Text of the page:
At the time Mr and Mrs. Anthony reclaimed their Pontiac Sunfire from the tow yard, their granddaughter Caylee Anthony had been missing for more than 30 days.  Mrs. Anthony had repeatedly attempted to contact her daughter and her granddaughter with no success.  The car reeked of death to such an extent every person who had contact with the vehicle commented on the smell during interviews with the police .  The cherished doll and indispensable car seat of Caylee Anthony were in the backseat.  The daughter’s purse was on the front seat.

Faced with what would appear to any rational person to be indicators of harmful events befalling their loved ones, Mr. and Mrs. Anthony first park the car in the garage, then open it up to air it out, and remove the battery to prevent “someone” from taking the car.  They do not call the police.  They do not report either Casey Anthony or Caylee Anthony missing.  The primary concern of the Anthonys is preventing “someone” from coming “home” and taking the car.

We have learned on the day Mrs. Anthony reported her granddaughter missing, she was more concerned with preventing Casey Anthony from retrieving the old used Pontiac Sunfire than with the safety of her granddaughter, Caylee Anthony.


31 Responses to “Does Cindy Anthony Believe a Car is More Important Than Caylee?”

  1. andy October 13, 2010 at 3:09 pm #

    I think she already knew Caylee was in that car and hoped that by filing a stolen car report, the blame for the child’s death would go to whoever “stole” the car. Cindy is too manipulative not to have known what was going on. Sorry, I don’t believe a thing she says.

    • bullstopper October 13, 2010 at 3:48 pm #

      Interesting theory. I agree Cindy could have been sowing the seeds of confusion from the beginning, but she did report on the second 911 call KC stole her car, which would put Caylee’s death back on KC.

      My personal feeling is the first two 911 calls had nothing to do with reporting a stolen vehicle, but everything to do with Cindy establishing control over KC. I do not believe Cindy knew Caylee was dead at that point in the day. The third 911 call is hysterical and I believe she pieced it altogether then, the smell, the abandoned car, the deception, the unwillingness to name who had Caylee. By the time Cindy makes her written statement late the same night, she writes Caylee “was missing”, indicating she no longer believed Caylee to be missing.

      I believe Cindy knew from the moment they retrieved the car something was terribly wrong and KC was deeply involved, from which knowledge Cindy began covering up for KC by washing clothes, removing items from the car, and cleaning the trunk.

      The car was more important to Cindy because the control of the car translated to control over KC which Cindy was desperate to re-establish.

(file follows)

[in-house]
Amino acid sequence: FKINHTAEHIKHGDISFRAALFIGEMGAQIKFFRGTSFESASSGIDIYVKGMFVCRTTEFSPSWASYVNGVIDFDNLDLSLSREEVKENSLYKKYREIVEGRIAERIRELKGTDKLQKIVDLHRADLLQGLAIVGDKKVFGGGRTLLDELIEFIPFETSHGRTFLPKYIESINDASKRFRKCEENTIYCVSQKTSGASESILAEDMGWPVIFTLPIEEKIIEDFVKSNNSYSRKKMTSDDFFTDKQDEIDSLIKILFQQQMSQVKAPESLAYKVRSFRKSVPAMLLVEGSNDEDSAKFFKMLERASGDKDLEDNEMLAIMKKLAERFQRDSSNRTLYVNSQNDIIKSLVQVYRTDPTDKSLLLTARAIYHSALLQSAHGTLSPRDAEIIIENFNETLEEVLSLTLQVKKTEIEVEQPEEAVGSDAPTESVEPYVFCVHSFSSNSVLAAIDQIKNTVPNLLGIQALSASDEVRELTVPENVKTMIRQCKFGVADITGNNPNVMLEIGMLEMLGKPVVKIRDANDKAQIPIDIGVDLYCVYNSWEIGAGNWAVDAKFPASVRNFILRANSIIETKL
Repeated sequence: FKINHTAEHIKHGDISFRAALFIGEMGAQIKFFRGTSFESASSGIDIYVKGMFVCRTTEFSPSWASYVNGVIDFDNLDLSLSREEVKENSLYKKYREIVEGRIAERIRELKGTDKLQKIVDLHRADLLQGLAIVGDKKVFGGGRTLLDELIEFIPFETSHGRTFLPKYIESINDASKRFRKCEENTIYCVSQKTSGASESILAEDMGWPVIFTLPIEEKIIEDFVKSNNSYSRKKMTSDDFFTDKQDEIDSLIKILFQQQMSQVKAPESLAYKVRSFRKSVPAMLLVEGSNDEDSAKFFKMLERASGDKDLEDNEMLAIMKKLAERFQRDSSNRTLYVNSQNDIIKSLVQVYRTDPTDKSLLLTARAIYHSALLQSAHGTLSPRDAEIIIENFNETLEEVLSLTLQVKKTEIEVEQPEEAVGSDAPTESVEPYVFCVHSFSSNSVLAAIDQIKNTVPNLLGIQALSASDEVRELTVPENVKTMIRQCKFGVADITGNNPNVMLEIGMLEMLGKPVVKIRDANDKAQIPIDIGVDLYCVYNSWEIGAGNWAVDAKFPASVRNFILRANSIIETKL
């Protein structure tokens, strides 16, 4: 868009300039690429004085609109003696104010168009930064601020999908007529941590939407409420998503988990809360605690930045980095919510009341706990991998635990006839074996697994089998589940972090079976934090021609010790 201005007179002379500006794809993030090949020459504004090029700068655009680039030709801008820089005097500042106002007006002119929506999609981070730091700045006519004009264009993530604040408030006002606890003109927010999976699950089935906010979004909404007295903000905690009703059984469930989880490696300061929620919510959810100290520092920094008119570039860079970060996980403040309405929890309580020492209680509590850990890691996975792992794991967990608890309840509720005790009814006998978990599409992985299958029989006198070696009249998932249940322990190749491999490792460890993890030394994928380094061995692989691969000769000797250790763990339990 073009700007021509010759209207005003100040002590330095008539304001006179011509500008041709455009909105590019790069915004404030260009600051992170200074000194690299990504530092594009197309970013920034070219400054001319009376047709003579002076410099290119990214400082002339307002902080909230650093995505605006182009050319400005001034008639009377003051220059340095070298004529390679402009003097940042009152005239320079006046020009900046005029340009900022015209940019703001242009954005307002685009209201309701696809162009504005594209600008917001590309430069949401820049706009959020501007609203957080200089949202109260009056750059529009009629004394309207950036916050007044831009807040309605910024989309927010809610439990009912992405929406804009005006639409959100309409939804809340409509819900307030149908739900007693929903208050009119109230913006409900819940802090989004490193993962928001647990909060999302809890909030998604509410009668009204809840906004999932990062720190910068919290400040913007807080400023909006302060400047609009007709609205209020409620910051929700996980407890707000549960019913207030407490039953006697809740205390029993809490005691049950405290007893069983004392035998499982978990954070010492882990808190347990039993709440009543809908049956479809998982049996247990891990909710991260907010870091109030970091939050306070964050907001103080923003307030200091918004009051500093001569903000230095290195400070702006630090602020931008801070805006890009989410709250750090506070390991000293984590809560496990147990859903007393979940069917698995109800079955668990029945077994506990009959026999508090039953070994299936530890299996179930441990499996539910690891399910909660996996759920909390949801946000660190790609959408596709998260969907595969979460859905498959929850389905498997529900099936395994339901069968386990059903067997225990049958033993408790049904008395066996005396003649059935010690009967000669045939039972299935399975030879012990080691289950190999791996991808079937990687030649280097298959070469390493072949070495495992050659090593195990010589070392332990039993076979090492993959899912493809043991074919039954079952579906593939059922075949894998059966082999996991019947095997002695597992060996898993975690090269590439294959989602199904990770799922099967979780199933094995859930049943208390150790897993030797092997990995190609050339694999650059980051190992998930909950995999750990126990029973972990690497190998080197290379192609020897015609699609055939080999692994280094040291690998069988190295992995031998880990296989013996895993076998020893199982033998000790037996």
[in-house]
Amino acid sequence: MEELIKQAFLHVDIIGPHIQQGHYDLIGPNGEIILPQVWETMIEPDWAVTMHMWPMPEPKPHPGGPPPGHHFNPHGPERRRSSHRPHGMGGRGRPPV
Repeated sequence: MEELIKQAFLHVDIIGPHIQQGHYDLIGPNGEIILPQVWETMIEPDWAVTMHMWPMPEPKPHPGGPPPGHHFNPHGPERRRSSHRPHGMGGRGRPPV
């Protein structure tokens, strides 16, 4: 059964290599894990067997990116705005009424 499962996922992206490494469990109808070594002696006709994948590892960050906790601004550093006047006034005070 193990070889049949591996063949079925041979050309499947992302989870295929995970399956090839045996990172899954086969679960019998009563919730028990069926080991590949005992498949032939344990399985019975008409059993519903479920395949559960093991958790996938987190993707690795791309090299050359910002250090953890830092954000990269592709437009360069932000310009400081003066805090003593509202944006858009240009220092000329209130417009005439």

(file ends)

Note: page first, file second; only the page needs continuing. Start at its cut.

• jon October 14, 2010 at 9:40 am #

        good points.

  2. B-Man October 13, 2010 at 5:33 pm #

    Although i we love to hate her in this situation i feel for her. i think at the time she couldnt, mentally, put things together. She knew exactly who “somebody” was cause, i dont know bout yall, i never take the battery out of my truck when i park it over night…anyone? so i dont know why she just couldnt say KC it goes beyond reason.

    Perhaps with all the “goings-on” mentally she “broke” and maybe that is the reason behind not wanting to believe that KC murdered (alleged) Caylee and still believes Caylee is alive?

    i think if anyone needed to take Xanex it would be her; she seems high-strung and unable to cope with the reality her daughter has created. Her daughter, although behind bars, still manipulates her…in a sense.

    • bullstopper October 13, 2010 at 7:46 pm #

      And she still tries to control her daughter. Take a look at Cindy’s letters to KC in jail. They are filled with coercion to get KC to communicate with her.

  3. offthecuff October 13, 2010 at 5:46 pm #

    Cindy’s control wasn’t just over Casey, but over the whole family and any perceptions (or misconceptions, Cindy would say) of the troubles the family was having.

    It is sad that Cindy cared more about the car at this point, but that is in part because the car was in Cindy’s possession, Caylee was not. She used the car in the 911 call to pressure Casey into talking about Caylee. It was a threat that she would eventually call about Caylee if Casey didn’t fess up.

    But did Cindy have any real intention to call the police about Caylee? She hadn’t so far. She didn’t want outsiders of authority overtaking her own authority in taking care of family matters, even if there was a crisis at hand.

    The third 911 call was a collapse on Cindy’s part, all guards down. Everything was out of her control at that point, and Casey had to be coerced into telling who had Caylee. Then Caylee was the only person of importance.

    • bullstopper October 13, 2010 at 7:44 pm #